Besides these developed sites that feature fire rings, picnic benches and pit toilets, as well as bear boxes in which to store food, there are numerous undeveloped sites around the lake. Rules prescribe that these sites are to be 100 feet from the lake; they rarely are, although there are a couple of nice areas on the eastern shore about half way up the lake where campers seem to have taken the distance into account. Undoubtedly, crowding has created the “overflow” need for these sites. If you do use one of them (and I’d urge you to try to use an already worn site if you’re forced to because the developed campgrounds are full), then please try to practice “Leave No More Trace” practices. At least leave the areas better than how you found them. The best dynamic, though, would be to use the developed sites, which, leads us to:
3. ***THE MORE ON THIS LATER:
IMPRESSIONS AND RECOMMENDATIONS
I first made the paddle to the Upper Priest Lake about ten years ago; on that first trip, my family and I encountered two other paddlers and saw less than ten motor boats, more than half of them small fishing boats with tiny outboard motors. I know that others who had the privilege of paddling up The Thorofare in the 70s and 80s can recount trips even more blessed with solitude, resplendent with wildlife sightings. In the ten years since my first Upper Priest Lake trip, I have hiked and paddled in many times; without fail, every single time that I’ve gone has been an emotionally mixed experience. Let me try to explain why.
Because everyone “goes to the lake,” the Priest and Upper Priest Scenic Area receive a great deal of impact. On weekdays, I have encountered more than thirty boats traversing the Thorofare, several of them obviously oblivious to the 5 mph, no wake, speed limit. On weekends (a time that I try to avoid), the number might be over a hundred. Old timers remark on how erosion from the boat traffic has substantially widened the Thorofare, radically changing the fishery and the navigability of the channels. I have seen skiers, tubers and wake boarders skim across the surface of the upper lake; I have picked up (literally) a complete trash bag full of litter and human waste (while burying many other piles), gathered a dozen or more beer cans and bottles (some broken); I have found cast-off fishing rods, soiled underwear, lost swimsuits and forgotten shoes.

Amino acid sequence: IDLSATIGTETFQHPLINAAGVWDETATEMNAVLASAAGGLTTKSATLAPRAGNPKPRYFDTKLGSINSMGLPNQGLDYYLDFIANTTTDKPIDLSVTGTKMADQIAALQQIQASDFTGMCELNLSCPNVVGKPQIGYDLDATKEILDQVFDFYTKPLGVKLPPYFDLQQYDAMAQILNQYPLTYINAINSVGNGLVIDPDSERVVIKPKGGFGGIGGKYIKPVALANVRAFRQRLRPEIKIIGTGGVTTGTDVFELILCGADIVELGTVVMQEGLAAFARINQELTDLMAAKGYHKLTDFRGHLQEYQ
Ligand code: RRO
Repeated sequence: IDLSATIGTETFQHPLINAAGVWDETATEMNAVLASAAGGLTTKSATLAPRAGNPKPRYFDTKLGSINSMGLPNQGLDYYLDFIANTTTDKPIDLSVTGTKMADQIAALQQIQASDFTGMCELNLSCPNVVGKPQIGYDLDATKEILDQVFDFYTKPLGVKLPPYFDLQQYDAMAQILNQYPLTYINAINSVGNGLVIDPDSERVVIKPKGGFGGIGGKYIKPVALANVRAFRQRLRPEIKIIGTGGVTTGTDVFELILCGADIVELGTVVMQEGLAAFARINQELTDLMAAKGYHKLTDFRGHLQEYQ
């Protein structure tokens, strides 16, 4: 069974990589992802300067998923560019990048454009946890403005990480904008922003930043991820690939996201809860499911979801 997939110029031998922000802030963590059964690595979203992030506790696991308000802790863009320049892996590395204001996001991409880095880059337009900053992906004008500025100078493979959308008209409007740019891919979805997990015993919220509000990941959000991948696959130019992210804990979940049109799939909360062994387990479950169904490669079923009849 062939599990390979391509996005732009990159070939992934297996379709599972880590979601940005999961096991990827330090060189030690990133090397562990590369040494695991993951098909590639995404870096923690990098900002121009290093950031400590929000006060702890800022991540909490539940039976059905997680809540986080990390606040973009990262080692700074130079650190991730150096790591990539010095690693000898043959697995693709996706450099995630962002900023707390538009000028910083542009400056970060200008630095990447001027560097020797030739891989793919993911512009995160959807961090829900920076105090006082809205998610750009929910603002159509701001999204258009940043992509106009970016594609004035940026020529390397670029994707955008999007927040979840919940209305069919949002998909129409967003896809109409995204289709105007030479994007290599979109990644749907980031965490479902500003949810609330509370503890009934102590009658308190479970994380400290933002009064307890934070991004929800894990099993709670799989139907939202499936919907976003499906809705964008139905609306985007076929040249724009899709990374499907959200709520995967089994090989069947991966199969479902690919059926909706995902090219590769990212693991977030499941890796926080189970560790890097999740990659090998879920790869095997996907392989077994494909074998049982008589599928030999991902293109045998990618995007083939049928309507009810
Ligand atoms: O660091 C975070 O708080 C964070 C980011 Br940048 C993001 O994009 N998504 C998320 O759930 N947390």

And yet, in spite of this horrific overuse, I would still recommend this place—for the beauty, yes; for the possibility (however slim) of solitude, sure; for the chance at wildlife viewing, undoubtedly. On late summer afternoons, I have whimsically decided to head up there, packed the car, made the drive, paddled up the Thorofare and loafed and leaned on a lakeshore with a stunning mountain view. What a blessing. Besides the pleasurable aspects of this paddle, though, I’d recommend Upper Priest Lake as a canoeing destination to other enthusiasts so that they can see the importance of protecting this unique area of the world.
I am doubtful that environmentalist and conservation efforts will ever succeed in transforming Upper Priest Lake into a non-motorized haven. Although this saddens me and may ultimately spell ruination for the area—some might contend that it already has—I believe that people can shift toward more responsible usage. Whether this is a naïve attitude or not, those of us who still want to enjoy the relaxing atmosphere that the area can provide (if you walk a hundred yards into the woods, you’ll quickly forget the jet skis and pleasure cruisers that might be marauding the lake) must take on some of responsibility about these efforts: clean up any debris that you find at the campsites and report any boats violating the rules of the Thorofare and lake.
These may seem like minor efforts, but barring a radical reversal in legislative practice in the area, these minor efforts may be the only recourse to protect a historically important and scenically stunning part of our region.
From Spokane, drive north on Highway 2 to Newport; cross the Idaho border (stop at the boat check point) and continue to Priest River, Idaho. Turn north on Highway 57 to Nordman. Turn right on Forest Road 1339; follow the signs to Beaver Creek Campground. Follow the signs to either the boat launch area or the trailhead for the Navigation trailhead parking if you elect to use the portage. Driving time: about 2.5 hours.